Something’s in the air
Farmington, CT-The first Intech North America was held in May at the TRUMPF Incorporated campus here.
Farmington, CT-The first Intech North America was held in May at the TRUMPF Incorporated campus here. The Intech concept is a regular event at the parent company’s Ditzingen, Germany, facility. Intech stands for Innovative Technology, and the company combined informative product demonstrations with tutorial presentations geared to an audience of current and prospective customers for its line of press brakes, punches, and laser cutters. This event featured, among other equipment, four of TRUMPF’s laser systems: the TC L 3050 with a 6kW laser, the TC L 3040, a TC L 2520 with automated material handing, and a laser welding cell.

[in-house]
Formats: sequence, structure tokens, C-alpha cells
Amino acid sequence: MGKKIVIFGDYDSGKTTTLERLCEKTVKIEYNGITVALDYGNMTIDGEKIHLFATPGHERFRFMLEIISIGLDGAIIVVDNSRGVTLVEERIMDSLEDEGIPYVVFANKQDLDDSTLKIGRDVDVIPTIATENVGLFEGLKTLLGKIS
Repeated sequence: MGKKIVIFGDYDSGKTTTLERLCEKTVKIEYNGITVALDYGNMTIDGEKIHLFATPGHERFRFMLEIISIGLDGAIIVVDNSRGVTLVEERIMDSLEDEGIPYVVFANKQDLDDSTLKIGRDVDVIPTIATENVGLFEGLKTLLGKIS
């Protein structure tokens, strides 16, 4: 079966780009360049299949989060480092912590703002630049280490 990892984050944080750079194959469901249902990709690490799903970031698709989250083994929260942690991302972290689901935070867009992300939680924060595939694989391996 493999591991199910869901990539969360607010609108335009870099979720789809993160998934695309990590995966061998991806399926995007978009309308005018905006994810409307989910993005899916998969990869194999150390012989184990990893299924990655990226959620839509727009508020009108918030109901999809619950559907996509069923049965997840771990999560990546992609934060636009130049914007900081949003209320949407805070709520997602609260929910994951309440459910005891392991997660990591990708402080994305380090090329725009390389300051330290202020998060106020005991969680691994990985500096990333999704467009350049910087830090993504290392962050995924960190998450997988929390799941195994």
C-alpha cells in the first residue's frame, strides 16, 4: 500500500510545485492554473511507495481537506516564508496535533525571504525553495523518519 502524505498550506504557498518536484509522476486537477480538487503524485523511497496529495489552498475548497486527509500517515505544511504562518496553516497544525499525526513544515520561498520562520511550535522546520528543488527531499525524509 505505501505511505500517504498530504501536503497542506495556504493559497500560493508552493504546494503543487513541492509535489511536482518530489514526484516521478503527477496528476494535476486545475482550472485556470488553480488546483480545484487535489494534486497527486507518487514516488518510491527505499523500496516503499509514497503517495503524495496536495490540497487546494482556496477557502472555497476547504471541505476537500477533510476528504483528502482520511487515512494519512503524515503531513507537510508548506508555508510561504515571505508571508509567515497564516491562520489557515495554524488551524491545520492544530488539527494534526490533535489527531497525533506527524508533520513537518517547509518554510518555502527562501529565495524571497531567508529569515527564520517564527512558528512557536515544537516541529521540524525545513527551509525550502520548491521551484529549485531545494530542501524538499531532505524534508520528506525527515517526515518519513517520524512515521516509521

The guest speaker for this year was Connecticut Congresswoman Nancy Johnson, in whose district TRUMPF is located. A very vocal advocate for innovative technology, Ms. Johnson elaborated on the knowledge explosion and its effect on inventiveness. Although a strong advocate for bilateral free trade, she chastised the Chinese government for laxity in protecting intellectual property rights. Politically she adheres to the current administration’s polices related to business, specifically manufacturing, a position that resonated with an audience that was obviously in tune with this thinking, but left this writer questioning what “invisible” manufacturing polices she abstractly referred to.
High-pressure compressed or shop air can cut carbon steel, stainless steel, and aluminum as fast as high-presure nitrogen for less money.